David Bourget (Western Ontario)
David Chalmers (ANU, NYU)
Rafael De Clercq
Jack Alan Reynolds
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Philosophical Quarterly 52 (206):88-95 (2002)
Over-simple internalist accounts of practical reasons imply that we cannot have reasons to become more rational, because they claim that we have a reason to φ only if we would have some desire to φ if we were fully rational. But if we were fully rational, we would have no desire to become more rational. Robert Johnson has recently argued that in their attempts to avoid this problem, existing versions of internalism yield reasons which do not have an appropriate connection with potential explanations of action. I suggest that the problem is partly a result of failure to see that action-tokens are usually tokens of a wide variety of action-types, and that the internalist conditional need only be true of one of these types in order to justify a reason claim about the token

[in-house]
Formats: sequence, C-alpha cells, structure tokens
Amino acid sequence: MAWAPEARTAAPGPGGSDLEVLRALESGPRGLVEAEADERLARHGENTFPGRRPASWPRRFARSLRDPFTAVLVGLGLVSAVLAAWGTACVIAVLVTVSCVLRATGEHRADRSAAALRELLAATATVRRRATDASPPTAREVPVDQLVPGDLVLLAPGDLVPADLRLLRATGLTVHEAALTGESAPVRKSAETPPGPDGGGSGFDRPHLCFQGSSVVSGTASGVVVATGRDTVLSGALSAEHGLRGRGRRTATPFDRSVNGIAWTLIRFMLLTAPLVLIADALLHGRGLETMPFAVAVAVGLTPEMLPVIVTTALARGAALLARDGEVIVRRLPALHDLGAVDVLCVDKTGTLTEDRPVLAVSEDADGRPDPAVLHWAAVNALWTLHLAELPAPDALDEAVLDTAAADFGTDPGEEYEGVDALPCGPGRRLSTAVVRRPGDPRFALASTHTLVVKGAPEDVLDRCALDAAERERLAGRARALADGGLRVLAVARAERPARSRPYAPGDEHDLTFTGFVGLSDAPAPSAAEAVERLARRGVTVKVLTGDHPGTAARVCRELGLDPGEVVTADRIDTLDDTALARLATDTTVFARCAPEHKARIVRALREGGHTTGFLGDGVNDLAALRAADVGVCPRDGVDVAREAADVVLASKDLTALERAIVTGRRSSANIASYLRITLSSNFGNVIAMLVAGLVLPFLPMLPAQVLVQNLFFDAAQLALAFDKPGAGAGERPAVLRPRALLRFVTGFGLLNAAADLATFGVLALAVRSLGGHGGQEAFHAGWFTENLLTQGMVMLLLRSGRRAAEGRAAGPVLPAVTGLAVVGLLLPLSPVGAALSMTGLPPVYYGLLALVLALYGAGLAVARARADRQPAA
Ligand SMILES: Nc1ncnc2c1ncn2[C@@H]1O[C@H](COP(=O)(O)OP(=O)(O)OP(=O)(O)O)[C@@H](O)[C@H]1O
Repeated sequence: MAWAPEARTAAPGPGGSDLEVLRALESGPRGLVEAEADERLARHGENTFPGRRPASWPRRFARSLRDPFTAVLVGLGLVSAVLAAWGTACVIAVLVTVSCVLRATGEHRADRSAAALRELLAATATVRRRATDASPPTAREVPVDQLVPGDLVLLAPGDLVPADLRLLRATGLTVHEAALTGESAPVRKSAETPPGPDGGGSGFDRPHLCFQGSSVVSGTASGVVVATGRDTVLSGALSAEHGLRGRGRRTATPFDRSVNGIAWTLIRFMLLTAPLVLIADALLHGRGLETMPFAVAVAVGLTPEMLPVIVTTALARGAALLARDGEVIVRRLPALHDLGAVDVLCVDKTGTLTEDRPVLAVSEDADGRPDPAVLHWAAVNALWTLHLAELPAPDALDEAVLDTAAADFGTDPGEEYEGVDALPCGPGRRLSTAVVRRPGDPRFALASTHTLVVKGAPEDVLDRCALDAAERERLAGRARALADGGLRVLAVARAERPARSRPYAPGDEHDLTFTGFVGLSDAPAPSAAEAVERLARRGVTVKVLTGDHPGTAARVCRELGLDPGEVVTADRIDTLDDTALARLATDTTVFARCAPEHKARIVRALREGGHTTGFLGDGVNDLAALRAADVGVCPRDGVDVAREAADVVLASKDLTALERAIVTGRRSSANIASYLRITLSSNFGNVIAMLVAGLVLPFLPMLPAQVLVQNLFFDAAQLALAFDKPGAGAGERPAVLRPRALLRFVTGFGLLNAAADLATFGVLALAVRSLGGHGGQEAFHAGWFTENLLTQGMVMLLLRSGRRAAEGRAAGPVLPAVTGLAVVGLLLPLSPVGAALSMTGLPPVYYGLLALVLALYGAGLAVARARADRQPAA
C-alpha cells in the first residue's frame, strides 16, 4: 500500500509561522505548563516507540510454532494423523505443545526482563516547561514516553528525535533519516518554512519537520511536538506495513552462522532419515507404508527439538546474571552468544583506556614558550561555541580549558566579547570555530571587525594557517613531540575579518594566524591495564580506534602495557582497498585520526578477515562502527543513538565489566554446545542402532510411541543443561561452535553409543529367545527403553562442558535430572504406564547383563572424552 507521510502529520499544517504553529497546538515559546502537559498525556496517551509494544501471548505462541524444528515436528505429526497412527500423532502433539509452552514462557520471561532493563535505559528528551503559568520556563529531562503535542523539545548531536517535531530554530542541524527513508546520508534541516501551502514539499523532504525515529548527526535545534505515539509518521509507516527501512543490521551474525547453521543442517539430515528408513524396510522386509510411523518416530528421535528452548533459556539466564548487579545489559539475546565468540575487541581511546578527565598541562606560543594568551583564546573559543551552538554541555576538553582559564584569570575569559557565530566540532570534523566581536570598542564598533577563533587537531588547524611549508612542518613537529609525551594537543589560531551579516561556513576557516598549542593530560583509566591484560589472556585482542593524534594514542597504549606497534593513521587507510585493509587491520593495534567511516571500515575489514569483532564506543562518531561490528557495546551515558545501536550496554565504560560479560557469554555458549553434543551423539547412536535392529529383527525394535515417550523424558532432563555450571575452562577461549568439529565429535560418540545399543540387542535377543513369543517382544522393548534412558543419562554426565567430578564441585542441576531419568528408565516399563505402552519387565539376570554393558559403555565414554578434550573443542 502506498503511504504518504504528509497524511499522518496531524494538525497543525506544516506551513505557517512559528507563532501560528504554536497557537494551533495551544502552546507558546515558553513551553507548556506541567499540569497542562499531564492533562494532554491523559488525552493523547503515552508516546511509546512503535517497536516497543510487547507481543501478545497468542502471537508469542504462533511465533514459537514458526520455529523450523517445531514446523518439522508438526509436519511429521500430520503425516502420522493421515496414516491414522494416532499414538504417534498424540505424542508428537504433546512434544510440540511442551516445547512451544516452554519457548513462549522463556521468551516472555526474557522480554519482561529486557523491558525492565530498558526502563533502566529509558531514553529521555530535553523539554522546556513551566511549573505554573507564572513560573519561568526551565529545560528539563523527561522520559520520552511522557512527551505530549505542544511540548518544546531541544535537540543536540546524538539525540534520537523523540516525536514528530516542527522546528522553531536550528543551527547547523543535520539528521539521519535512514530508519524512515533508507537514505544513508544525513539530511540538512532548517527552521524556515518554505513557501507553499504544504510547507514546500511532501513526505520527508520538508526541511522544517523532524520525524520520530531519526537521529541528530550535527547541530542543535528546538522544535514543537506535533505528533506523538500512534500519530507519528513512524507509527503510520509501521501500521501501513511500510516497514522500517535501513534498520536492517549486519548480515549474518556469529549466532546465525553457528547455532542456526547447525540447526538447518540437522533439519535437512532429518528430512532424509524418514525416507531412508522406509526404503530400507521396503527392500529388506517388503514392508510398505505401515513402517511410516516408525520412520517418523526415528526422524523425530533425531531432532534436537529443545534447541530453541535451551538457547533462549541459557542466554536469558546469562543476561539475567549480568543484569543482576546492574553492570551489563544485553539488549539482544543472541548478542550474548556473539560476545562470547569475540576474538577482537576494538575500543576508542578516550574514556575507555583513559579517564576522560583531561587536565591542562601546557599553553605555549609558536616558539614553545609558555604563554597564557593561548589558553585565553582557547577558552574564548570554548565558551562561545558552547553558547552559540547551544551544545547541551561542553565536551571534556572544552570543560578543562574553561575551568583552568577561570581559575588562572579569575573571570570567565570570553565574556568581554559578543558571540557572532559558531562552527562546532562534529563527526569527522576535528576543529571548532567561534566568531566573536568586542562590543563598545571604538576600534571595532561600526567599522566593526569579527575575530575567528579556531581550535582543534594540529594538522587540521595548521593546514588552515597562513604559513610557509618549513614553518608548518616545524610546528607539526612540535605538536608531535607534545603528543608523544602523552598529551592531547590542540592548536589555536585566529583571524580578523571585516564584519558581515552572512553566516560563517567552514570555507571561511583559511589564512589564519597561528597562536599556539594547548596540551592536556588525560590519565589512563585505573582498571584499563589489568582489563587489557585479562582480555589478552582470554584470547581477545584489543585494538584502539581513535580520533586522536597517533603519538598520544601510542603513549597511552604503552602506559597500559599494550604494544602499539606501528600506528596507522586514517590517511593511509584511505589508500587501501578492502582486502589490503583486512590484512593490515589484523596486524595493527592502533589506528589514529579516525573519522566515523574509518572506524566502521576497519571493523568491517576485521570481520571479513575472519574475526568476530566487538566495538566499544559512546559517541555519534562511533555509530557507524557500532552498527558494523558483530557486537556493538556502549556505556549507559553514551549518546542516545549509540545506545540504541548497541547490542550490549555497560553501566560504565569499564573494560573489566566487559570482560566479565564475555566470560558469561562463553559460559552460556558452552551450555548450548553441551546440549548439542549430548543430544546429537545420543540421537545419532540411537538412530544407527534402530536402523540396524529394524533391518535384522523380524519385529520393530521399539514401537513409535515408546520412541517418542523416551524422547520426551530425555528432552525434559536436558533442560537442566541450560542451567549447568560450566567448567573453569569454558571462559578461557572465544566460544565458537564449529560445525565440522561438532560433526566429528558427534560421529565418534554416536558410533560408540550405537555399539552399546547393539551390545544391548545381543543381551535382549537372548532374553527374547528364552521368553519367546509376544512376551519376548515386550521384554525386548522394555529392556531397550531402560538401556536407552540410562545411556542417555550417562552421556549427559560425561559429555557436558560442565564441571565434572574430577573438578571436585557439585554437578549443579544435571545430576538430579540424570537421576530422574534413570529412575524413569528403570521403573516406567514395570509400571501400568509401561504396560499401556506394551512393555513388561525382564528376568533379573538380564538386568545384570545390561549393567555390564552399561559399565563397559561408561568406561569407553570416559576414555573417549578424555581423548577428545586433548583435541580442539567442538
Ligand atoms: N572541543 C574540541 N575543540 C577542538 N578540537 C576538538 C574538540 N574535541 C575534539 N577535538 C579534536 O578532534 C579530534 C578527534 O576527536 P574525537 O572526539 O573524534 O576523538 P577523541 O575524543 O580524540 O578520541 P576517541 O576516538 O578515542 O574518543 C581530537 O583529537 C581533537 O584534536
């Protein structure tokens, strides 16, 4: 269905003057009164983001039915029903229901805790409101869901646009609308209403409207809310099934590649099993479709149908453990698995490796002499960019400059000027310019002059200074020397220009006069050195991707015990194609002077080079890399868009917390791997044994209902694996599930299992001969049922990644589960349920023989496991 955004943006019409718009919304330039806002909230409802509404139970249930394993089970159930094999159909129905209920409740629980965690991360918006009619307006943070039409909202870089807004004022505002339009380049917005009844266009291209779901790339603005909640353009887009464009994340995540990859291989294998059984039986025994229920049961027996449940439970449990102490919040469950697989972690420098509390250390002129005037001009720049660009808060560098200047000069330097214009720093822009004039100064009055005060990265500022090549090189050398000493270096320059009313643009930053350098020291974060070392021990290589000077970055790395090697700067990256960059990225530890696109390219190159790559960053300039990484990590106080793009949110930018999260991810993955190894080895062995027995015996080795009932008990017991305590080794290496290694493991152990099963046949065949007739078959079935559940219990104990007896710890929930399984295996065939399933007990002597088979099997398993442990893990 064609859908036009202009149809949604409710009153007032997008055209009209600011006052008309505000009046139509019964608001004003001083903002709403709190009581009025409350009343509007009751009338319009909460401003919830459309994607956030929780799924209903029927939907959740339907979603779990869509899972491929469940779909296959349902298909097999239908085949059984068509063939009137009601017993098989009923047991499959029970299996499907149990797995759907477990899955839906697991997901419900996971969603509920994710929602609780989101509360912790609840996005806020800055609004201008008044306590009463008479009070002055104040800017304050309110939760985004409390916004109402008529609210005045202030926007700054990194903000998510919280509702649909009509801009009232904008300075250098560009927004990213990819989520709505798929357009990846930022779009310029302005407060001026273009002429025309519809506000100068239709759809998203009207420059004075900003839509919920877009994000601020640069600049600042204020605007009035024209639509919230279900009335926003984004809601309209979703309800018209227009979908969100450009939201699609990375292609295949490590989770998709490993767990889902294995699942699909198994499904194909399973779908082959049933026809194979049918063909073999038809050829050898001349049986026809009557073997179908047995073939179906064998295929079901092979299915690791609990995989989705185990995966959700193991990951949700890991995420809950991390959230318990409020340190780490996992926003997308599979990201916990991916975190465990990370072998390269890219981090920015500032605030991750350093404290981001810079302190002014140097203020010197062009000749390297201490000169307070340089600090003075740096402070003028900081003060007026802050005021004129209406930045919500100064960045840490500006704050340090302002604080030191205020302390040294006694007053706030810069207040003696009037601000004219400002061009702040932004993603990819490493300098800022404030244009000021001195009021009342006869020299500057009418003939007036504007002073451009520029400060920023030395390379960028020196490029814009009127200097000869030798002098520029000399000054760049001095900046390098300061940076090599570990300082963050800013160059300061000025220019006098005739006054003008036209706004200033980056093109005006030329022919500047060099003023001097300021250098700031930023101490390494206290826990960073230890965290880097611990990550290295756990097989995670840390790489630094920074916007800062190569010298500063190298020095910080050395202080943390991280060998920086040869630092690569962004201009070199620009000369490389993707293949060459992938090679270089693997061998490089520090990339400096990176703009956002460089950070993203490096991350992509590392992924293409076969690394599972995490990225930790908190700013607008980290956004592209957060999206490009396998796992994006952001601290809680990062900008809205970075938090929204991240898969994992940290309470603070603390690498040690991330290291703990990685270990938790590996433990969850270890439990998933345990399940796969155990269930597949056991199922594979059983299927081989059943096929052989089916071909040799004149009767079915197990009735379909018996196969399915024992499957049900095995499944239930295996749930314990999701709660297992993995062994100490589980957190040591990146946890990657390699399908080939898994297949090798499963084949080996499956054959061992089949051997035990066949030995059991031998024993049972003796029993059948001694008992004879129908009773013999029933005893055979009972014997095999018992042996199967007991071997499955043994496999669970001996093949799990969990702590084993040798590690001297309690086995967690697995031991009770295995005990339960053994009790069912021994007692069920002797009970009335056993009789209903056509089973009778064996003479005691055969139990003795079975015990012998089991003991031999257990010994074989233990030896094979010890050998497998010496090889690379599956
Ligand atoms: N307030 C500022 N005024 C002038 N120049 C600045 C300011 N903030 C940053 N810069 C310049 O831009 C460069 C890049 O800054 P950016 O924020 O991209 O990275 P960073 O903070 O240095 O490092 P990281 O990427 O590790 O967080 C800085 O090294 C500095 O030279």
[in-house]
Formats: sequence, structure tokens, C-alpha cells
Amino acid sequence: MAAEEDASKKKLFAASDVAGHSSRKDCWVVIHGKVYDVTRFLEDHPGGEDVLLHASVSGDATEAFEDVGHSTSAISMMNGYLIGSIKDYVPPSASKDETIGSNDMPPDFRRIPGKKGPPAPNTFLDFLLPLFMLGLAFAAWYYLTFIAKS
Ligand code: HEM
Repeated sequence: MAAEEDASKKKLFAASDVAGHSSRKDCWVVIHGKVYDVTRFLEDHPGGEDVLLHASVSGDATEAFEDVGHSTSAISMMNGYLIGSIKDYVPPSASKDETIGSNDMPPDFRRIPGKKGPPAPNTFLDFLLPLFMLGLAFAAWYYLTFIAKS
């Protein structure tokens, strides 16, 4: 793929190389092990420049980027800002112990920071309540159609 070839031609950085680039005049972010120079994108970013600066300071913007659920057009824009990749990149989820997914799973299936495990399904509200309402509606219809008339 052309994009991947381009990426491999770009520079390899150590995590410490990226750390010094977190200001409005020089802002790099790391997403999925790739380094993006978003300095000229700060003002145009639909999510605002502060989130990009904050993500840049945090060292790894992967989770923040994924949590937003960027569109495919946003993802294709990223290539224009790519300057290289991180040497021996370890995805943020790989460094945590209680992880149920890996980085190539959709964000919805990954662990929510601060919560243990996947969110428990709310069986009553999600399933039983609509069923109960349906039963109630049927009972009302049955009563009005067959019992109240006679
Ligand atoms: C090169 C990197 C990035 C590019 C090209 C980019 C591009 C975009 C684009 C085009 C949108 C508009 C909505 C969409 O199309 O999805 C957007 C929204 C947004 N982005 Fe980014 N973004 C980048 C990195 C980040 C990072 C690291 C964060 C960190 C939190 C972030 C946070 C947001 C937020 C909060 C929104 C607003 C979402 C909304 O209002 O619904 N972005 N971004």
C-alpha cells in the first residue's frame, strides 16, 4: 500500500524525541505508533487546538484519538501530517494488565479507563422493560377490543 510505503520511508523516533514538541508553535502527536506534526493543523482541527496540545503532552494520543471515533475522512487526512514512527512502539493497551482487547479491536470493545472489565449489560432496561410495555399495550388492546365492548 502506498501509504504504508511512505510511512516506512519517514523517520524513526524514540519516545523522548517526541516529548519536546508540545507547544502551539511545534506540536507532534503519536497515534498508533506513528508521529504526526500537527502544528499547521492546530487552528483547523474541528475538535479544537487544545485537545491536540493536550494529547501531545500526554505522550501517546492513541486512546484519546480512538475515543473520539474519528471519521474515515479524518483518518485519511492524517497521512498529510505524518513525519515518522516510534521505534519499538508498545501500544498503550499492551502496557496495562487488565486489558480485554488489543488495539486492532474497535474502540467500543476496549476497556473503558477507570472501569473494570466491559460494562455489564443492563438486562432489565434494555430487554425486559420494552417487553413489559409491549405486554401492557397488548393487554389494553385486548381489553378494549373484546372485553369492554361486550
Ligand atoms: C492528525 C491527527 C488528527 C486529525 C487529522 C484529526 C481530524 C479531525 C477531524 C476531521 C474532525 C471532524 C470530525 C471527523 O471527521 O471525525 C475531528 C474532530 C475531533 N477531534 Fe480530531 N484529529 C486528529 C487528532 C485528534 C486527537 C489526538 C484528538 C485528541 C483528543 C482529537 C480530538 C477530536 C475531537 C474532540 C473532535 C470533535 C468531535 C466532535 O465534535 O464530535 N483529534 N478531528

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References found in this work BETA
Michael S. Brady (2000). How to Understand Internalism. Philosophical Quarterly 50 (198):91-97.
Joshua Gert (2001). Skepticism About Practical Reasons Internalism. Southern Journal of Philosophy 39 (1):59-77.
Robert N. Johnson (1999). Internal Reasons and the Conditional Fallacy. Philosophical Quarterly 50 (194):53-71.
Thomas Nagel (1988). Autonomy and Deontology. In Samuel Scheffler (ed.), Consequentialism and its Critics. Oxford University Press.
Robert K. Shope (1978). The Conditional Fallacy in Contemporary Philosophy. Journal of Philosophy 75 (8):397-413.
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